The Negev Forum Summit, originally scheduled to be hosted by Morocco, has been canceled indefinitely in response to Israel’s decision to expand the construction of illegal settlements in the occupied West Bank. According to various reports, Morocco has taken this step to express its discontent with Israel’s settlement expansion plans. While Israeli media previously reported the cancellation, there are differing accounts regarding whether the United States or Morocco initiated the decision. The Negev Summit, which successfully convened diplomats from Israel, the UAE, Bahrain, Egypt, Morocco, and the United States last year, aimed to strengthen normalization efforts between these nations.
Planning for this year’s summit was underway, with several meetings held between the participating countries. However, due to heightened tensions in the occupied West Bank during the overlapping religious holidays of Passover, Easter, and Ramadan, a meeting was initially delayed in March. Axios reported earlier this month that Morocco requested a further postponement in June due to the Islamic holiday Eid al-Adha, with the summit originally slated to take place in July.
Israel’s cabinet recently announced its intention to proceed with the construction of 4,500 housing units for illegal settlements in the occupied West Bank. Adding to the escalation, the far-right finance minister, Bezalel Smotrich, who is himself a settler, has been granted full control over settlement planning in the region. This development has further strained the situation.
The Negev Forum Summit sought to solidify the normalization process among Israel, the UAE, Bahrain, Egypt, Morocco, and the United States by enhancing coordination on various issues such as security, energy, tourism, education, and water security. This move broke away from the long-standing Arab tradition of refraining from officially recognizing Israel until a resolution to the Palestinian-Israeli conflict is reached.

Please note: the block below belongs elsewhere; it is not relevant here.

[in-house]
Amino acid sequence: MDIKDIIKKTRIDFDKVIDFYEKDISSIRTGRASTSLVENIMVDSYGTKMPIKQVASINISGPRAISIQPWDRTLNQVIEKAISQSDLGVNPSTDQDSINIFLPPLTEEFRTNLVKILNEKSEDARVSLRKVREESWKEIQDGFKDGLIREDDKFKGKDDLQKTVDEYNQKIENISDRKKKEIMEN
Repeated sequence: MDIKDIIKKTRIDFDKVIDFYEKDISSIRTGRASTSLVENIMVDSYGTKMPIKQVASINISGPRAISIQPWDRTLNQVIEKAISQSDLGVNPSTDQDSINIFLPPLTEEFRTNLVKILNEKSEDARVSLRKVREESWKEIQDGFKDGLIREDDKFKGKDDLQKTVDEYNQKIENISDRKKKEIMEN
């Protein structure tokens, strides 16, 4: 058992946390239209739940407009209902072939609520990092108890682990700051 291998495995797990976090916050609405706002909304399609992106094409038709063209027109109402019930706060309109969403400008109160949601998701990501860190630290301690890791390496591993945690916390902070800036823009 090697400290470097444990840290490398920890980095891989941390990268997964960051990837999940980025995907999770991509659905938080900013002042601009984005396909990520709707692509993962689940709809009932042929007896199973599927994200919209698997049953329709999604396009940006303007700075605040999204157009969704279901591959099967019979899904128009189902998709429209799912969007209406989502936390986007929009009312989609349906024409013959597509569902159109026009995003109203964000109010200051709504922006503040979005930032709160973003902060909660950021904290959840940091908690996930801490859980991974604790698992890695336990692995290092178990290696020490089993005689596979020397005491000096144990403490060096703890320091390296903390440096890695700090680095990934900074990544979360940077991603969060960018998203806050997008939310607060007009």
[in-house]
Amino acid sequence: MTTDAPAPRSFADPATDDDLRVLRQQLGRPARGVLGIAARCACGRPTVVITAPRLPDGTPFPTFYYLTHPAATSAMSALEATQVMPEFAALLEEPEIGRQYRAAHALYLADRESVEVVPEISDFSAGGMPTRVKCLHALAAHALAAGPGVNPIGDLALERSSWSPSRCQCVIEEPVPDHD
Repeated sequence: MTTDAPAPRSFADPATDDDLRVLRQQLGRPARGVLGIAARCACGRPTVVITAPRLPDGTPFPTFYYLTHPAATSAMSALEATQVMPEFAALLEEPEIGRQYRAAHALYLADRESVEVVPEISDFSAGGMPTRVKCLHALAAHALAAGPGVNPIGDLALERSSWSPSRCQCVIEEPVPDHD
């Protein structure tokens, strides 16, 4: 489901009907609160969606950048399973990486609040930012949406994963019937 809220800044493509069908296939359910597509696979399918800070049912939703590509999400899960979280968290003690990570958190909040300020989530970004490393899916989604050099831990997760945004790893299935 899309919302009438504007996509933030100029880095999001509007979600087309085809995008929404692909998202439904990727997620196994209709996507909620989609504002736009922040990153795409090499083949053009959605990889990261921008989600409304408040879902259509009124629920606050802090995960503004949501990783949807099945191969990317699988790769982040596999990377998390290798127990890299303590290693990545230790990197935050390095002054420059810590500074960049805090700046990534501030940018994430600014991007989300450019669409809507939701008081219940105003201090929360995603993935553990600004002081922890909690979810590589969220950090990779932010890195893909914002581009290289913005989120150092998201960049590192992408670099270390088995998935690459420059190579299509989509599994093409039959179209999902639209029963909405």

Morocco has been actively expanding its ties with Israel, which existed unofficially for many decades. Just recently, Israel’s top diplomat in Morocco hinted at the possibility of recognizing Moroccan sovereignty over the disputed Western Sahara. Morocco annexed the territory in 1975 after Spain withdrew from its former colony, leading to an ongoing conflict with the Polisario Front, representing the indigenous Sahrawi people. In 2020, the US recognized Morocco’s claim to sovereignty over Western Sahara in exchange for Rabat’s normalization of ties with Israel, which was a significant diplomatic achievement for Morocco.
Israel’s apparent efforts to court Morocco by considering recognition of Moroccan sovereignty over the region hinted at a potential success for Israeli Prime Minister Benjamin Netanyahu, who has touted his ability to achieve normalization with Arab states without making concessions to the Palestinians. However, the indefinite postponement of the Negev Summit is the latest indication that Israel is facing pushback in the Arab region. Netanyahu leads a government consisting of once-fringe, far-right lawmakers, and tensions with Palestinians have reached new heights under his administration.
Recent events have further escalated violence in the occupied West Bank. On Monday, Israel used Apache attack helicopters in the region for the first time in over two decades during a raid on Jenin. Since then, violence has intensified, with four Israeli settlers killed in a shooting incident. Over the past 24 hours, a significant number of Israeli settlers, protected by soldiers, have carried out attacks on villages in the Nablus area and the town of Turmusaya, north of Ramallah. These attacks involved the torching of homes, vehicles, and agricultural land, resulting in the death of a Palestinian man named Omar Ketin, aged 27.